from New Scientist

Shifty eye movements behind famous optical illusion

  • 12:12 23 September 2008
  • news service
  • David Robson

The cause of an optical illusion, made famous by a 1981 painting, has finally been solved.

Neuroscientists have shown that the way our eyes constantly make tiny movements is responsible for the way concentric circles in Isia Leviant’s painting ‘Enigma’ (see image, right) seem to flow before onlookers’ eyes.

Susana Martinez-Conde and her team from the Barrow Neurological Institute in Phoenix, Arizona, tested whether the effect was down to tiny, involuntary jerks of the eyes, known as microsaccades. Their purpose is not fully understood, but the rate of these movements is known to vary naturally.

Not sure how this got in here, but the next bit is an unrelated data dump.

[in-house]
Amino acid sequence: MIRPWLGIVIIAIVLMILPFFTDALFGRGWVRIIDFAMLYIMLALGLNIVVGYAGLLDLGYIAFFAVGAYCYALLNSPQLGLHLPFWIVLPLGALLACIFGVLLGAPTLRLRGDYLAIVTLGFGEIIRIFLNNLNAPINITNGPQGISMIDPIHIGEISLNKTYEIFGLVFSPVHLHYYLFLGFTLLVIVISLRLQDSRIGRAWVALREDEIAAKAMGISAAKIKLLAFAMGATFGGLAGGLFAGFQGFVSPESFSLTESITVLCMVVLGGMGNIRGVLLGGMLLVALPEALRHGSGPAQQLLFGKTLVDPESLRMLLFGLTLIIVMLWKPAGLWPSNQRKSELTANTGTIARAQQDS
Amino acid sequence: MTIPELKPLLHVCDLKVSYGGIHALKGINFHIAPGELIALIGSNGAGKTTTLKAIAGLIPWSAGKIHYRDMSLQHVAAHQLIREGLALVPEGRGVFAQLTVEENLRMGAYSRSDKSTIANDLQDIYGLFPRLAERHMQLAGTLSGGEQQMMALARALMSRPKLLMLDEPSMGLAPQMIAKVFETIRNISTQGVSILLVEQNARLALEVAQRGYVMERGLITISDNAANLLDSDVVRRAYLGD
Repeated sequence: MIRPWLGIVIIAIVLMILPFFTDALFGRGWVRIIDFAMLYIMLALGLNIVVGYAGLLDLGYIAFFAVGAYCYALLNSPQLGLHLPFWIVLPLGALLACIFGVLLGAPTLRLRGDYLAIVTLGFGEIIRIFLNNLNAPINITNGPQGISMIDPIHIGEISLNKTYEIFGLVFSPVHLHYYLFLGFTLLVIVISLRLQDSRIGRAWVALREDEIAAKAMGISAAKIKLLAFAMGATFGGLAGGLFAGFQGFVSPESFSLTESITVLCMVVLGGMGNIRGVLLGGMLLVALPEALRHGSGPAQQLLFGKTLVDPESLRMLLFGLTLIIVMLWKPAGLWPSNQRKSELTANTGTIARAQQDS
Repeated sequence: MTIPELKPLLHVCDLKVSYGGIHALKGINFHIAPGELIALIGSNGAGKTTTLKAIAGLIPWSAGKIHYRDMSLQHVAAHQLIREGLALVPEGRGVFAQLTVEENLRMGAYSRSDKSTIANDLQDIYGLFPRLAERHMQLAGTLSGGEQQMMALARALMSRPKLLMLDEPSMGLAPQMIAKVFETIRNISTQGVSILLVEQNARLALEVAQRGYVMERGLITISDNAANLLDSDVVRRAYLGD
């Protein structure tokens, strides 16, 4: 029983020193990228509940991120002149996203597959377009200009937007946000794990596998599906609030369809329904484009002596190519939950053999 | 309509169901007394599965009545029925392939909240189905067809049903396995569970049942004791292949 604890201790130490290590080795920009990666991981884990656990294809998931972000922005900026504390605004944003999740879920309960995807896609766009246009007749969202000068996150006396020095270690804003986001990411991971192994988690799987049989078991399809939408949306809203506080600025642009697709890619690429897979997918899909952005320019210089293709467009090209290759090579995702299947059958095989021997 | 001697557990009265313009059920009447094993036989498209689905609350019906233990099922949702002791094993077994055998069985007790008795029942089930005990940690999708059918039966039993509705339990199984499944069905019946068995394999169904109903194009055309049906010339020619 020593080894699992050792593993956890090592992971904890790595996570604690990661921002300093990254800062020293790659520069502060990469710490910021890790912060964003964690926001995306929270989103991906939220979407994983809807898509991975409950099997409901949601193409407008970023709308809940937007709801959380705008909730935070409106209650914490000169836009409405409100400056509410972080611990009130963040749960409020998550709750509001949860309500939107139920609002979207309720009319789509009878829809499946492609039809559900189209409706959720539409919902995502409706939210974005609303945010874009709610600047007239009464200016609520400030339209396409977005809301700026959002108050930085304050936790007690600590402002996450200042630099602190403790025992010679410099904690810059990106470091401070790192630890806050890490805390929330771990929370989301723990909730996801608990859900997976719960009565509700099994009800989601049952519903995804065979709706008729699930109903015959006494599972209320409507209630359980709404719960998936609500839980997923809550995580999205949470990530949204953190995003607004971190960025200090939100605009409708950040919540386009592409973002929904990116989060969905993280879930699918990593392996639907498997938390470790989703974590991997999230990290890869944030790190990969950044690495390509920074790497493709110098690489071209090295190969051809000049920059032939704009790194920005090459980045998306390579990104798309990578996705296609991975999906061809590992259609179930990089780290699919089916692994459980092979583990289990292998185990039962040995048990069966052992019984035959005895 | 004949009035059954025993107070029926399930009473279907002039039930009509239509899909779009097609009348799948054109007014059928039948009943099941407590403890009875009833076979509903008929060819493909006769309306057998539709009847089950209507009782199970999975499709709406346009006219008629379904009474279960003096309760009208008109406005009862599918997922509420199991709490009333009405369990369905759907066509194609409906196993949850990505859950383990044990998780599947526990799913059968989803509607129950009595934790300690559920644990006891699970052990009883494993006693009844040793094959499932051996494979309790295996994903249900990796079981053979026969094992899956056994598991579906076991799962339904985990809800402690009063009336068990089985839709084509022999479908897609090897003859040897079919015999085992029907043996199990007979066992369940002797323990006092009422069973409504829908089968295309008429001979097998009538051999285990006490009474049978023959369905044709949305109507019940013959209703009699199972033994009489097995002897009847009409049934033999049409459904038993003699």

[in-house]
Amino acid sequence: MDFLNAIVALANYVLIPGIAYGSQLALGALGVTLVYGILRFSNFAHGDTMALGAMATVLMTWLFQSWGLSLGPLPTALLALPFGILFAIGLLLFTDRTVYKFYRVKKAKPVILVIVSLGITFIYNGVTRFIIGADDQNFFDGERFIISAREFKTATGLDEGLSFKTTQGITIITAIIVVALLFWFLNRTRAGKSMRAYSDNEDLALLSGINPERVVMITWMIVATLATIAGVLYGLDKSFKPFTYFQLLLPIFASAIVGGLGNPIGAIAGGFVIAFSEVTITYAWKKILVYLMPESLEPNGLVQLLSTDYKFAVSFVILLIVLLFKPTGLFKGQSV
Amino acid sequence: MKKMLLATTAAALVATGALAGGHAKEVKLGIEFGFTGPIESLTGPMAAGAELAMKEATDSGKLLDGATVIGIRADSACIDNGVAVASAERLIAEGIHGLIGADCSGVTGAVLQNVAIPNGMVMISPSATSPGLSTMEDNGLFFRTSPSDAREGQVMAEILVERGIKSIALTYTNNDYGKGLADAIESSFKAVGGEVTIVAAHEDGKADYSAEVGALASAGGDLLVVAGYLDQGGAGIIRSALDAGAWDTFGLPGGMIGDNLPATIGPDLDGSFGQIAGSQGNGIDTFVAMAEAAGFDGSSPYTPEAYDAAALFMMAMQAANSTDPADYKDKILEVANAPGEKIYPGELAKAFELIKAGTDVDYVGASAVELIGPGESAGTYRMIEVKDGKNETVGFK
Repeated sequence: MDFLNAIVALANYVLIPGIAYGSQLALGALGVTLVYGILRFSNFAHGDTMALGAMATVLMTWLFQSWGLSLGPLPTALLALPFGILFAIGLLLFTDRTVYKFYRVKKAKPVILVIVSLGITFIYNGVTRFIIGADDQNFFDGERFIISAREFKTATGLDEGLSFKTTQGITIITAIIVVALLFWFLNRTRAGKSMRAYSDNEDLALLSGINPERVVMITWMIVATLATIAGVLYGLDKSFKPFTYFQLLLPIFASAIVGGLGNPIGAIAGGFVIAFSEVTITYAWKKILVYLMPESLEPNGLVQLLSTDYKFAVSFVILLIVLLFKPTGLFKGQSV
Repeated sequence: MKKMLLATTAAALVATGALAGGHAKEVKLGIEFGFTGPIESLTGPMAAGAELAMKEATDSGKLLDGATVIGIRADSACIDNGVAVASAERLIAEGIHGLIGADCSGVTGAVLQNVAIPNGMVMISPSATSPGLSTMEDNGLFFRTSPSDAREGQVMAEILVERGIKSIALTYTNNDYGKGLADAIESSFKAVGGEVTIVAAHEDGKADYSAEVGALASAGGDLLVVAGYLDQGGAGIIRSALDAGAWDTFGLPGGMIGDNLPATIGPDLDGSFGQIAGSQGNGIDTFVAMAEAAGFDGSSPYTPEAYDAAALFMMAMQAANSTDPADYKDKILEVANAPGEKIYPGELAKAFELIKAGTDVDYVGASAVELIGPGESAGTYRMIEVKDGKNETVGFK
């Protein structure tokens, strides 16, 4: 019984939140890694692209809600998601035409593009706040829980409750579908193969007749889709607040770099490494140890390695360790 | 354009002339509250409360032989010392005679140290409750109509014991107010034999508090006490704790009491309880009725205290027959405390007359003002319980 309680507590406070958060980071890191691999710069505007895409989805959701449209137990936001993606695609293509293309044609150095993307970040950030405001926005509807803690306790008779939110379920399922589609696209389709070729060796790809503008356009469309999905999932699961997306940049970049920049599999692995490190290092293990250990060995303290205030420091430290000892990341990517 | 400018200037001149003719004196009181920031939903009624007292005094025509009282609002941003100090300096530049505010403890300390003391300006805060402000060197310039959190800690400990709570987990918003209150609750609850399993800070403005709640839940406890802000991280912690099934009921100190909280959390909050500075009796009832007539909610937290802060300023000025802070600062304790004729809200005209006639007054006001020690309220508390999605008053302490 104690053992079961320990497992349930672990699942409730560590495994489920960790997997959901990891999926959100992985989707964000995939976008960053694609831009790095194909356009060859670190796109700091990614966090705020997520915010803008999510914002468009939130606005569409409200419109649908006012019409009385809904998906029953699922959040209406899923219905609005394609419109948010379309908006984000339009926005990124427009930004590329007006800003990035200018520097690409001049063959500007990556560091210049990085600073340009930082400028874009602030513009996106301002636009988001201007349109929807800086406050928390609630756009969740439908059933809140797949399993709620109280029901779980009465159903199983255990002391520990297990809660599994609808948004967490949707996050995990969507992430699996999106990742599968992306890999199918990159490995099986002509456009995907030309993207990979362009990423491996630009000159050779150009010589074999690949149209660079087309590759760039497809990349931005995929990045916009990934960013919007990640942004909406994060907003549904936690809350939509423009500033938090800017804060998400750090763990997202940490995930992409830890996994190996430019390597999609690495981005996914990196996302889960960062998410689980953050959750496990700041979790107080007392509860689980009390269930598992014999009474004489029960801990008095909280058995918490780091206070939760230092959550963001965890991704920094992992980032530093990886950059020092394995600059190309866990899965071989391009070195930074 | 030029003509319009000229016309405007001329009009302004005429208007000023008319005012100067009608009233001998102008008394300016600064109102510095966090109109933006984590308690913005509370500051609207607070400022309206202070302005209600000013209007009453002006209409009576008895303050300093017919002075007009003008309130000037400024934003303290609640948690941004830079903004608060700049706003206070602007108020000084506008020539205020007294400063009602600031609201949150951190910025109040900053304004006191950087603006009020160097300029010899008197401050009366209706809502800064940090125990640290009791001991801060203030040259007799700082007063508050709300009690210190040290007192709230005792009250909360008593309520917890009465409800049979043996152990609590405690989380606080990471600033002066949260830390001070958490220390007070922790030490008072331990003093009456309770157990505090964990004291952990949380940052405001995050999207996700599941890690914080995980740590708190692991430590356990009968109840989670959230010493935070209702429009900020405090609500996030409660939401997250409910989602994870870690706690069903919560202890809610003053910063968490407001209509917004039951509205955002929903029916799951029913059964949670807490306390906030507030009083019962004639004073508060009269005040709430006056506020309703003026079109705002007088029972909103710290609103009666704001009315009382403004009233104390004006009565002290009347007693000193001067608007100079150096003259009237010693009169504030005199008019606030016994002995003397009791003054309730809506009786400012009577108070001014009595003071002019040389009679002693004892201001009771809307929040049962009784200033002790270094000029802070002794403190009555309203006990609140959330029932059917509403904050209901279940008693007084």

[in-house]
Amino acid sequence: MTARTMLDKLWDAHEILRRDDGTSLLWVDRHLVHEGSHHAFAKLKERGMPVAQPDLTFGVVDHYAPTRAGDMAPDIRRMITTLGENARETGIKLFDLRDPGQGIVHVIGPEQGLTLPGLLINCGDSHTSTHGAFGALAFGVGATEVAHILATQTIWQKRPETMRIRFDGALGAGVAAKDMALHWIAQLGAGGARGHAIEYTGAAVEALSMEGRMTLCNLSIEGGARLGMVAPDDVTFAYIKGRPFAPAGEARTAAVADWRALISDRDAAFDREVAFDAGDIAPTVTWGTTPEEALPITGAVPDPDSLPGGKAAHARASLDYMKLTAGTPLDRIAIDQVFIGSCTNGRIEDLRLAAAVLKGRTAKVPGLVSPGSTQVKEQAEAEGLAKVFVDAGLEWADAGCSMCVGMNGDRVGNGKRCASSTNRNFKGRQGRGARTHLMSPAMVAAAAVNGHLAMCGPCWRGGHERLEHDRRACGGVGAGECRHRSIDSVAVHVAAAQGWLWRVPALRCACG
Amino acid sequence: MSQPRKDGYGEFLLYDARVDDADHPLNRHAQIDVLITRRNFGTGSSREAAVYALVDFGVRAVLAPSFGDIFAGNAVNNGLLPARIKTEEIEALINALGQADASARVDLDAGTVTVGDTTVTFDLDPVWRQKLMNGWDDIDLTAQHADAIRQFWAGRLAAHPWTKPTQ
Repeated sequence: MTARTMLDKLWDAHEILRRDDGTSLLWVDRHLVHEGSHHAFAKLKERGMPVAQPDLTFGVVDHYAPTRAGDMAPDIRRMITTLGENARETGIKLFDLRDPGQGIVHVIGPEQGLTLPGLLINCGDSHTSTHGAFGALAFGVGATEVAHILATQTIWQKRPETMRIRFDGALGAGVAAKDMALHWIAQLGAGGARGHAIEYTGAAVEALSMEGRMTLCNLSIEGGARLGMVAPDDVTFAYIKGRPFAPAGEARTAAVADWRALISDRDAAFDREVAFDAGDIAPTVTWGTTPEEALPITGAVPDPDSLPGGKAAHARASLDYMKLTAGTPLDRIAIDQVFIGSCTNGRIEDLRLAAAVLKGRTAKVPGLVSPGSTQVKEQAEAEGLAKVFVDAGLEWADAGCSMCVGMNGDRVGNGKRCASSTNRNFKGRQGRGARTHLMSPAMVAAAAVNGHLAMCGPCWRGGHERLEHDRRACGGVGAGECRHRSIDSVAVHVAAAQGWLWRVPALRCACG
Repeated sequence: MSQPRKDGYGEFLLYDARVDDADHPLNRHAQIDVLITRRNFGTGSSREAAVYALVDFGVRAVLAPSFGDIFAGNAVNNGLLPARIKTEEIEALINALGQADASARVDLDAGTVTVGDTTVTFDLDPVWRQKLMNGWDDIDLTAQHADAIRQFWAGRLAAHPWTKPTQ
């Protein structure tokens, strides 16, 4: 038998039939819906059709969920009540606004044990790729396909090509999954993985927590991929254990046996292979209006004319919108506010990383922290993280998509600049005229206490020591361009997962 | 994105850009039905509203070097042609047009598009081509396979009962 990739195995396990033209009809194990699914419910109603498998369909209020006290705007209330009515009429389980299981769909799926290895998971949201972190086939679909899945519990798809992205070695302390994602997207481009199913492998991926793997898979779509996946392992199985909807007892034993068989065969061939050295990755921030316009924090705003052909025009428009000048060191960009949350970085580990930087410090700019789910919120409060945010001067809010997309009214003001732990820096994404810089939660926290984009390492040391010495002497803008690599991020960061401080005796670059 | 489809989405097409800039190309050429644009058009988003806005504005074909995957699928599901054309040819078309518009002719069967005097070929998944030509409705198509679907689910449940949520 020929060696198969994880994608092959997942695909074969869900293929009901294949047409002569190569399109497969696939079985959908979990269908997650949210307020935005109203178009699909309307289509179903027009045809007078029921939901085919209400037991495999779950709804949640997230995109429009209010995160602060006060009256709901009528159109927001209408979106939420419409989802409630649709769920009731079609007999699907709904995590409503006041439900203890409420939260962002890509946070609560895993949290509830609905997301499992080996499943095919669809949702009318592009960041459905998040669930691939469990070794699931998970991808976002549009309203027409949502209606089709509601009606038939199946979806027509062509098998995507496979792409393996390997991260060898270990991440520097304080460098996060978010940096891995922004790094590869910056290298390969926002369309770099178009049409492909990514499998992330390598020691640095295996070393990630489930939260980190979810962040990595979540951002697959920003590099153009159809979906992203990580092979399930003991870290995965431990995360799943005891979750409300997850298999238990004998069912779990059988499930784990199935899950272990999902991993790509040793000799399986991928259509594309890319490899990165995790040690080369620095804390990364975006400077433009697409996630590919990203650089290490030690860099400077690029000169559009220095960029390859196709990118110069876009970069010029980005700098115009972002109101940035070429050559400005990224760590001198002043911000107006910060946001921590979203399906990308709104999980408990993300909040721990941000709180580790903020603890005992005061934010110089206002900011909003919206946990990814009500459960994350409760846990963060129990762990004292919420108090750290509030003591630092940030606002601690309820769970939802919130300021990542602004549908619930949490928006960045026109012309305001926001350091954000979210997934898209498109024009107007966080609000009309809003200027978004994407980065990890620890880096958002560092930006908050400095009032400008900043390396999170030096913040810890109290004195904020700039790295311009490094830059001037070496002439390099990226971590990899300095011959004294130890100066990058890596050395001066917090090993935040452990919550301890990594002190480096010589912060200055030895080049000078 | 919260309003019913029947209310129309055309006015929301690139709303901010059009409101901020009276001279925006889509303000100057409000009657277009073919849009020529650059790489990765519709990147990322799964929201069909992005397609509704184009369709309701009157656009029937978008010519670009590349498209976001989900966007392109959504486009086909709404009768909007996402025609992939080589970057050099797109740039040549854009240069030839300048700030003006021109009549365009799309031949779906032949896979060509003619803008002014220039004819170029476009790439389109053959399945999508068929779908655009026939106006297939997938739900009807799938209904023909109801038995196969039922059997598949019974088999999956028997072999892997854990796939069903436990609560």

In the team’s experiment, while three subjects viewed Enigma, cameras recorded their eye movements 500 times every second. The subjects were asked to press a button when the speed of the optical “trickle” of the illusion appeared to slow down or stop, and release it when the trickle seemed faster.

“We can now rule out the idea that the illusion originates solely in the brain,” she told New Scientist.

Martinez-Conde adds that their research may also explain other similar illusions, such as Bridget Riley’s Fall, or the Ouchi illusion. “It would be unexpected if Enigma is the only illusion affected by eye movements,” she says.

See a slideshow of that illusion and others. 

[ click to read full article at New Scientist ]